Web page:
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Providing practical information to the converting and packaging industries…

Non-Polar Process Aids Improve Extrusion Productivity
by Niall Marshall, Sasol Wax

APPLICATION: Non-polar process aids can open the processing window for manufacturers of extruded products to provide opportunities to run faster line speeds without adversely influencing quality. Such aids therefore allow converters to improve productivity and provide opportunities to achieve power savings.
Manufacturers of extruded sheet and film are under incredible pressures to survive in an industry subjected to rising material and energy costs and demanding customers with their own competitive pressures who are unwilling or unable to pay higher prices. Unfortunately, desperate times often call for desperate measures—many converters are under pressure to make drastic decisions simply to remain in business. This is also a time of great challenge that has resulted in considerable innovation and ingenuity. The very difficulties encountered daily in these commodity markets are making the opportunities offered by new resins, new technologies, and on a smaller scale novel non-polar process aids all the more exciting.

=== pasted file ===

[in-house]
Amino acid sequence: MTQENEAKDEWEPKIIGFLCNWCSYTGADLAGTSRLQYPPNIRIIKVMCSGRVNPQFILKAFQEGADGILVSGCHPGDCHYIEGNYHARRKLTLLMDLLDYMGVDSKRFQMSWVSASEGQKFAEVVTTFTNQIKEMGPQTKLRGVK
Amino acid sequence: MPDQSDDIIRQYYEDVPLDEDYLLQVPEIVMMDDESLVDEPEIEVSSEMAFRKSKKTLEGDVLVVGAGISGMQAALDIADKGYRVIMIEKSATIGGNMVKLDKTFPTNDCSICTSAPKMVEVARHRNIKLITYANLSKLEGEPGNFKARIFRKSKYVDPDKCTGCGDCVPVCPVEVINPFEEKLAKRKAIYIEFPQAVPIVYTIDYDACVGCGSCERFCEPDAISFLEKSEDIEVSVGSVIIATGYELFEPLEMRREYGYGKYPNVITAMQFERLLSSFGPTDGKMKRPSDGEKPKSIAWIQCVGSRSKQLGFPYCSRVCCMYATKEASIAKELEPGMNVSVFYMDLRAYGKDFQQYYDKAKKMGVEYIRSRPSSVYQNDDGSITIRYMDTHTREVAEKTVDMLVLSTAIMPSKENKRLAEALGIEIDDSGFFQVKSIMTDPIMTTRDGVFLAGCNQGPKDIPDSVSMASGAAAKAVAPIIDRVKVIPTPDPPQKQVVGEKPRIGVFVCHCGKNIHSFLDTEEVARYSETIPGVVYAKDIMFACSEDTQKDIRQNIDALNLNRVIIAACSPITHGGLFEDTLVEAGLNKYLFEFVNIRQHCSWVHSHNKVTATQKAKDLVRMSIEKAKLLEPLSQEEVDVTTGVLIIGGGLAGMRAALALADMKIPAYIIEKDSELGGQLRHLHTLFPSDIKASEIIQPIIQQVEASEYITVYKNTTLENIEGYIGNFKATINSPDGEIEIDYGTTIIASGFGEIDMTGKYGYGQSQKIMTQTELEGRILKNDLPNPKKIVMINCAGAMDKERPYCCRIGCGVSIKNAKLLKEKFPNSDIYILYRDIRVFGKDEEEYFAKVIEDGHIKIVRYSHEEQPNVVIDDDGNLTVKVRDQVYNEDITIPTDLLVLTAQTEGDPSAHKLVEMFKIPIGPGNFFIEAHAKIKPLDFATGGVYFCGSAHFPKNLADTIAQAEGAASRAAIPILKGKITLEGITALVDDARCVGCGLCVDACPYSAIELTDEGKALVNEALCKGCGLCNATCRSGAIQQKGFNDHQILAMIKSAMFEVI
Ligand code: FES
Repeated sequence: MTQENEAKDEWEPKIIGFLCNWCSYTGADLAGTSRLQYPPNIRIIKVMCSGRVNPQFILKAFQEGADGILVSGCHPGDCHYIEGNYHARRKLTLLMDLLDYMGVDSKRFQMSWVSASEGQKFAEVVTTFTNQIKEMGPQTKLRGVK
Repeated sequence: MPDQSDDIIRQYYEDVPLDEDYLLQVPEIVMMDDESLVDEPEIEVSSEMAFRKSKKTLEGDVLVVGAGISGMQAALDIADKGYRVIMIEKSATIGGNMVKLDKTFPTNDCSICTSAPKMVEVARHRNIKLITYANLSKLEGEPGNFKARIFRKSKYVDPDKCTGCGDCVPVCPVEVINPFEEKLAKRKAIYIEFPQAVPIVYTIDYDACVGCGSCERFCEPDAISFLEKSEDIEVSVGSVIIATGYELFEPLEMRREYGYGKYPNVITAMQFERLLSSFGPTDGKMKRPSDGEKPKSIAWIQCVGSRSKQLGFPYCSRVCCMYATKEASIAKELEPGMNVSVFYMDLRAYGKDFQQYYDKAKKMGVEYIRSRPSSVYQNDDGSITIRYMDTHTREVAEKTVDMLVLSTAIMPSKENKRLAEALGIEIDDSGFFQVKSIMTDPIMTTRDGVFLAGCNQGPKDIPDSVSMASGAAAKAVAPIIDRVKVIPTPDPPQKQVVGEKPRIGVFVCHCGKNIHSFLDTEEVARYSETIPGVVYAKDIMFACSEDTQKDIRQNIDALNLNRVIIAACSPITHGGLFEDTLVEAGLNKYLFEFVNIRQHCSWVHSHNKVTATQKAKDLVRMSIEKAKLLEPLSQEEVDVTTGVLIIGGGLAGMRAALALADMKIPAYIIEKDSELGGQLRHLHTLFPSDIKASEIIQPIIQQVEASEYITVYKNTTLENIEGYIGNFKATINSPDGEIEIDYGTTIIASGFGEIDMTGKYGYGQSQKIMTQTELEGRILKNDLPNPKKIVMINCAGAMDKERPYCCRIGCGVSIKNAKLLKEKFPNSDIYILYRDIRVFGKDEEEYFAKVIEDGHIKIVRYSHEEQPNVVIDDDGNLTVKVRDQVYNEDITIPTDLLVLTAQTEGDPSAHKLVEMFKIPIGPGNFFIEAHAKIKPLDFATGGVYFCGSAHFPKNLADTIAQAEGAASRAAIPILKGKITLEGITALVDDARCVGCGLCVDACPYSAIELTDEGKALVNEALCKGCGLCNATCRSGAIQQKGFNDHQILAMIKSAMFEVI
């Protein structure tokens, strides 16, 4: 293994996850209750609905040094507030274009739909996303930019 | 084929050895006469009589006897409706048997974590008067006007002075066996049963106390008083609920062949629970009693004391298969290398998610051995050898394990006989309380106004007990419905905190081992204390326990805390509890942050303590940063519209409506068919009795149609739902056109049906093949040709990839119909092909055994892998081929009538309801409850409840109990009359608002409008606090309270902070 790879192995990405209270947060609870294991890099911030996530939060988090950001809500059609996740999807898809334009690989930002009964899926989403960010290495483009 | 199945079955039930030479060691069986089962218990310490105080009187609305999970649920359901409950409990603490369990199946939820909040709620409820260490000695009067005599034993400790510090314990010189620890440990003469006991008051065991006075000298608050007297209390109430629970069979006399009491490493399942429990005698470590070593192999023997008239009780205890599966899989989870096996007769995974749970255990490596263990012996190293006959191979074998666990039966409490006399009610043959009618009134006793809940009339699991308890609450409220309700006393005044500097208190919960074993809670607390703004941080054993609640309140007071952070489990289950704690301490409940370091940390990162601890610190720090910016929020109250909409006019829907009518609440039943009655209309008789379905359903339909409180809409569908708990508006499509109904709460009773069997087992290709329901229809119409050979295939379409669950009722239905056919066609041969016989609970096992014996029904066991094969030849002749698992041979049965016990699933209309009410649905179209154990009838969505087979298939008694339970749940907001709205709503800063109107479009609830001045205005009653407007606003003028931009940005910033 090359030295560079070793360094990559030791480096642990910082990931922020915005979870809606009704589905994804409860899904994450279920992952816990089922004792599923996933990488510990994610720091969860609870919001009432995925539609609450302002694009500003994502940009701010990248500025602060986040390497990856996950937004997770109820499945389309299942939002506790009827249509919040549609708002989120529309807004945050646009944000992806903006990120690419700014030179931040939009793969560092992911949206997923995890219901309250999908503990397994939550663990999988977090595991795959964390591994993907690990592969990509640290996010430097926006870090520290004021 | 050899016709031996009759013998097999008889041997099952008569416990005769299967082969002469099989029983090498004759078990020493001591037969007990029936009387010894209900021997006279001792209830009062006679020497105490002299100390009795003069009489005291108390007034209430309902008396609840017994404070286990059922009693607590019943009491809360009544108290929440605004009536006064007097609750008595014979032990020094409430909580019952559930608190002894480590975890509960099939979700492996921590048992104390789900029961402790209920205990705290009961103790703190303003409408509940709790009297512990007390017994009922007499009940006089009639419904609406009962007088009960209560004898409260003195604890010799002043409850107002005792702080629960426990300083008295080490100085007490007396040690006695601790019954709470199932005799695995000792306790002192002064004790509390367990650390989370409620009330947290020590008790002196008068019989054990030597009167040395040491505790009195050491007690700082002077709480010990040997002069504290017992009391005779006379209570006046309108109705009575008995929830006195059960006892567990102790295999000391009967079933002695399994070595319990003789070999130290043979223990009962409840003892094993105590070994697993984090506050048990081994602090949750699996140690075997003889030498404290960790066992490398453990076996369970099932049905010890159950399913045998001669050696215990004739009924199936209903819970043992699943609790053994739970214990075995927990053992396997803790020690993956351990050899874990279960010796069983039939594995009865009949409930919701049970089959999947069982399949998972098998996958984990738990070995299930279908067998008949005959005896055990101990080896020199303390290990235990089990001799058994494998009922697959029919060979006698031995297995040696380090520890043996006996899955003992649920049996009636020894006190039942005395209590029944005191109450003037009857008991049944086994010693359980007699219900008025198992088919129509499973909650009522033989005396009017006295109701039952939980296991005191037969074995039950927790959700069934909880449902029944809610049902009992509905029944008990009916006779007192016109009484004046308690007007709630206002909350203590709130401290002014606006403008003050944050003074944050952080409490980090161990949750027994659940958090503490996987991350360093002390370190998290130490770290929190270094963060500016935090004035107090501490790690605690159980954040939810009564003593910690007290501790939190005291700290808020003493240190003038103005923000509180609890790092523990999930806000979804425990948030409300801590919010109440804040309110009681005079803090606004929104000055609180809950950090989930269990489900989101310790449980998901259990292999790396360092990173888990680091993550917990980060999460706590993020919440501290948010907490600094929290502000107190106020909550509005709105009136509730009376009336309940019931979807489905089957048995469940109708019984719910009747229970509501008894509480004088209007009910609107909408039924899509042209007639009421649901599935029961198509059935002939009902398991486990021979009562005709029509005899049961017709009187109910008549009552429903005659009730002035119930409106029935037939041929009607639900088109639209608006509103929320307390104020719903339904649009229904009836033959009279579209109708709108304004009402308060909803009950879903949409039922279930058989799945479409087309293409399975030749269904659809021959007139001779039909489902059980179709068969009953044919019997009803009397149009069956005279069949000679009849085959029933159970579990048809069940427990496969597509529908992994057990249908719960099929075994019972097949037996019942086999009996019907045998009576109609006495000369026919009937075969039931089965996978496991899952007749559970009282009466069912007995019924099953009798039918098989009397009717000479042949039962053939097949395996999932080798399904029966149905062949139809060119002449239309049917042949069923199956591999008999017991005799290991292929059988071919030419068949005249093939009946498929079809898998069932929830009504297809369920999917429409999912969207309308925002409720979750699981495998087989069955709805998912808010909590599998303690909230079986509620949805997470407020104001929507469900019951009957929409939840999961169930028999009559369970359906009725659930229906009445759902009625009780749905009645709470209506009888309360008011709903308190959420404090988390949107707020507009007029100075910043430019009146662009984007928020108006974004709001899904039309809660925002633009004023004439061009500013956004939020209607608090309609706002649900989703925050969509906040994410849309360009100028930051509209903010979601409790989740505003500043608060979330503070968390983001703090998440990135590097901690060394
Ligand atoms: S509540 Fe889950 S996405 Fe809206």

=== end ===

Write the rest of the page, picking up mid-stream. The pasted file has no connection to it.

Case studies presented in the paper discuss how the addition of a non-polar process aid to polyolefins allowed achieving higher productivity. The material is a highly crystalline, linear, non-polar Fischer-Tropsch hydrocarbon (FTHC) with a melting point of approximately 240°F. A key advantage in the use of non-polar process aids such as additives primarily intended for use as antistats, antifog additives, acid scavengers, slip additives, etc., at higher than recommended levels may also result in processing benefits to polyolefins.